- Community resource management plans have been formulated for all 26 pilot villages within or bordered protected areas. In one community (Gongshan), villagers have received training for improved agricultural practices and benefited from loans for purchasing agricultural inputs. Raising an improved breed of pigs, the villagers now sell piglets to neighboring villages.
- Gas and wood burning energy saving stoves and cookers were designed specifically for project communities and were successfully demonstrated in all 13 nature reserves. In Baimaxueshan nature reserve (NR), 436 energy saving stoves and 29 energy saving cookers were distributed to local households around nature reserves. Some private enterprises have started making and selling these energy saving stoves in and around the project areas.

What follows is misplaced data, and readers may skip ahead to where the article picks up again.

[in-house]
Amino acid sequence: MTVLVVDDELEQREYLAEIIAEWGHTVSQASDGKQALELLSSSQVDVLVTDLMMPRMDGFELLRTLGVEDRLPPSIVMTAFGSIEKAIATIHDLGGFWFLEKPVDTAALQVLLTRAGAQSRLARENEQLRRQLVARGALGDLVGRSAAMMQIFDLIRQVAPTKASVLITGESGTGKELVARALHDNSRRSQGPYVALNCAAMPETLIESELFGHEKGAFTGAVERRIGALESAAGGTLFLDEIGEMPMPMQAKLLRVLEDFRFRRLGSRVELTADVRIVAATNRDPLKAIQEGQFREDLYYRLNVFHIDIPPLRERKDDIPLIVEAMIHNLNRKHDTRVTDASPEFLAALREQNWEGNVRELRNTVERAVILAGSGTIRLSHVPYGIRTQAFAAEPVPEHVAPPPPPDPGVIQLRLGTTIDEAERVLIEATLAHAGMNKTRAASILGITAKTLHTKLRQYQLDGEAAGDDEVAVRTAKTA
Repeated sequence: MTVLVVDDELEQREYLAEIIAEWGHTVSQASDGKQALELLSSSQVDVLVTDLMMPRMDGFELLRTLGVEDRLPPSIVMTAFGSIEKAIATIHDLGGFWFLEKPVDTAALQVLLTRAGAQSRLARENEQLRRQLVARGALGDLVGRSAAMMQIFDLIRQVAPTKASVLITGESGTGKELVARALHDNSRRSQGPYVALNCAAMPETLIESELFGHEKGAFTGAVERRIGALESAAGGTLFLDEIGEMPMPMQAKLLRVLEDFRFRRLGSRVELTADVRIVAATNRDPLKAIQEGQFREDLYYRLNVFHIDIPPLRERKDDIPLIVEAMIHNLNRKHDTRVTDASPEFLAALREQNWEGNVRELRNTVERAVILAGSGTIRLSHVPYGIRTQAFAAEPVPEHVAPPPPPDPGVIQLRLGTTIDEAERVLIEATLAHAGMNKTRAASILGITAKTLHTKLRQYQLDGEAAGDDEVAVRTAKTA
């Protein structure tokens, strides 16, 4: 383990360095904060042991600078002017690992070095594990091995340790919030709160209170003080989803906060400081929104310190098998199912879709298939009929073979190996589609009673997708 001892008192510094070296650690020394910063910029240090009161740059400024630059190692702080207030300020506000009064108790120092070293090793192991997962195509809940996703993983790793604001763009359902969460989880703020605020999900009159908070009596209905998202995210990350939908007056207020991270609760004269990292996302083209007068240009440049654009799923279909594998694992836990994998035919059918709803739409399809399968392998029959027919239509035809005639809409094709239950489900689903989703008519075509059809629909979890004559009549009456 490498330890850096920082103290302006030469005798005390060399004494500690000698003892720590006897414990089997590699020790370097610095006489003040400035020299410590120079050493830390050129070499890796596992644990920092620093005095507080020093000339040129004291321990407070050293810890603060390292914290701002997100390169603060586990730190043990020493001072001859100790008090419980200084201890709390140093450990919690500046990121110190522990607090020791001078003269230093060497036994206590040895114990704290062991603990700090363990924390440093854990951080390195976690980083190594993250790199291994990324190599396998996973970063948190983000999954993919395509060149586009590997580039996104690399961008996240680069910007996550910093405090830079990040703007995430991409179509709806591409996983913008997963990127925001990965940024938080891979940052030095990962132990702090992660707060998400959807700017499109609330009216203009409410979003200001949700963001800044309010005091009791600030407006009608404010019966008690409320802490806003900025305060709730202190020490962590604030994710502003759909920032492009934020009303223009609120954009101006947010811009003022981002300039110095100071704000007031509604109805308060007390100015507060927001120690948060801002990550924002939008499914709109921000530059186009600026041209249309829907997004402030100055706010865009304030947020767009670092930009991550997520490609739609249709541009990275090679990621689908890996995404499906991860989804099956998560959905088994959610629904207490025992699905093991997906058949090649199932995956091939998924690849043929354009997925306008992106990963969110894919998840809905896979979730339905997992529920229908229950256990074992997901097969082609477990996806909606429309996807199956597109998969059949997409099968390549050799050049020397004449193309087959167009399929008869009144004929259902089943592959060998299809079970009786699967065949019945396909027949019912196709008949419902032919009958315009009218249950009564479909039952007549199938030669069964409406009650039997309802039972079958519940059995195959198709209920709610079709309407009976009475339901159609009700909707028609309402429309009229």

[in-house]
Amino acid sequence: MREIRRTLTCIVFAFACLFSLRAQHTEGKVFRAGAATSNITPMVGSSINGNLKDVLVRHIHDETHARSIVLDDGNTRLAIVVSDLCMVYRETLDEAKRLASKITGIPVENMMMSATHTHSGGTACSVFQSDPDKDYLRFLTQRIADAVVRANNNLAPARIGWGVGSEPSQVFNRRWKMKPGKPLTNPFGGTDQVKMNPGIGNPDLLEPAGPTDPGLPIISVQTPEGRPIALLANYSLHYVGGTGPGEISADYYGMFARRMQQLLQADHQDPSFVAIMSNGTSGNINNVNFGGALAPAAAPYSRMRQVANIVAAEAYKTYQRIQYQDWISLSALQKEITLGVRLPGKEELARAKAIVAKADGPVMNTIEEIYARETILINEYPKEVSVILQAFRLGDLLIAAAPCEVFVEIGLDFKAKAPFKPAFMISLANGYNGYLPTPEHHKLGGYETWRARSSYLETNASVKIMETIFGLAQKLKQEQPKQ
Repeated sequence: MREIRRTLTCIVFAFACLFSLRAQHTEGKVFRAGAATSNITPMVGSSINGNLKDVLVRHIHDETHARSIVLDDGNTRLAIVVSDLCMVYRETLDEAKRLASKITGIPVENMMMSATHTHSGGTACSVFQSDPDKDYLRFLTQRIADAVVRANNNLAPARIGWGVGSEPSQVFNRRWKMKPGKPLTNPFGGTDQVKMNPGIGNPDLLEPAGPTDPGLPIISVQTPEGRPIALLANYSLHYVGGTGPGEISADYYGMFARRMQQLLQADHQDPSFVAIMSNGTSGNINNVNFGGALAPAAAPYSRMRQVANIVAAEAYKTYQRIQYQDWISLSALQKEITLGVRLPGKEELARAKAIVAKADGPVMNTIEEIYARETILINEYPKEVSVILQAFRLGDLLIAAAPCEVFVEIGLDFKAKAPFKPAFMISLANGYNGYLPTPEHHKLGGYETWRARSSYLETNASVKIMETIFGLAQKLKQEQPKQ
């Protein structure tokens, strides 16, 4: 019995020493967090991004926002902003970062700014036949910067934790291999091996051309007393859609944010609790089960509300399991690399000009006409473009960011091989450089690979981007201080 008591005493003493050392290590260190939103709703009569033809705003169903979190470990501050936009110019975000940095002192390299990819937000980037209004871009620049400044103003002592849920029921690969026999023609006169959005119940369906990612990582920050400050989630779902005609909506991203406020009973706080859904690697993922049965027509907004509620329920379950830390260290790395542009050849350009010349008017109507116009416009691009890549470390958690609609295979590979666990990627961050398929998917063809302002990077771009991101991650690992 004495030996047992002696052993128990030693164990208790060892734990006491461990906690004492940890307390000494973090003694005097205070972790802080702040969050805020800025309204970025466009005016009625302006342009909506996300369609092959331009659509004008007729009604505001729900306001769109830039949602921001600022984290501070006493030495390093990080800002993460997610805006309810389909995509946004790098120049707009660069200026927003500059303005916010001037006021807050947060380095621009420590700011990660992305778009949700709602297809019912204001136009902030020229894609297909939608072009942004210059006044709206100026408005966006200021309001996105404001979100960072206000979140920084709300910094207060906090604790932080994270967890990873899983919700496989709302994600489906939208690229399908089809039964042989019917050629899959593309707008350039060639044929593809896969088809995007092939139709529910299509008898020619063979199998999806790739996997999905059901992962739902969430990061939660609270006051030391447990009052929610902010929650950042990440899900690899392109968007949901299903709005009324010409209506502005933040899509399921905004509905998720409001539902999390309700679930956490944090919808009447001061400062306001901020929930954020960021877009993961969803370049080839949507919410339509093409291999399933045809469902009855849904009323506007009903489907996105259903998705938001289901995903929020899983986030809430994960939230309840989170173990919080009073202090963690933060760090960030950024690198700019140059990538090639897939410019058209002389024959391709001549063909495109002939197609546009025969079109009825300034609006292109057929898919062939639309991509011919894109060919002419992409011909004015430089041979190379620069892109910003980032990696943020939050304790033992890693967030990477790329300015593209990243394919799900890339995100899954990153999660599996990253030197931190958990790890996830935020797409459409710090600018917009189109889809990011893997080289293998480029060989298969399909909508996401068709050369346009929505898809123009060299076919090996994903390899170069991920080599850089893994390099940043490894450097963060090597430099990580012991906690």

- A number of agricultural activities and new crop varieties introduced by the project improved household yields significantly. In Tangjiahe NR, bee keeping improved household incomes by about 25% annual (RMB 2000) a year after the activity was introduced. In Baiyand NR, the production of high quality seedlings of walnut trees improved incomes by 5% (RMB 400) and in Piankou NR the introduction of new maize varieties improved incomes by more than 10% (RMB 900).
- All 13 project nature reserves record plant findings and animal sightings in their patrolling reports. These indicate either stabilization or an encouraging recovery of biodiversity. In Baimaxueshan for example, while the population of the Yunnan Golden Hair Monkey does not show a clear change, the populations of black bears and porcupines have increased.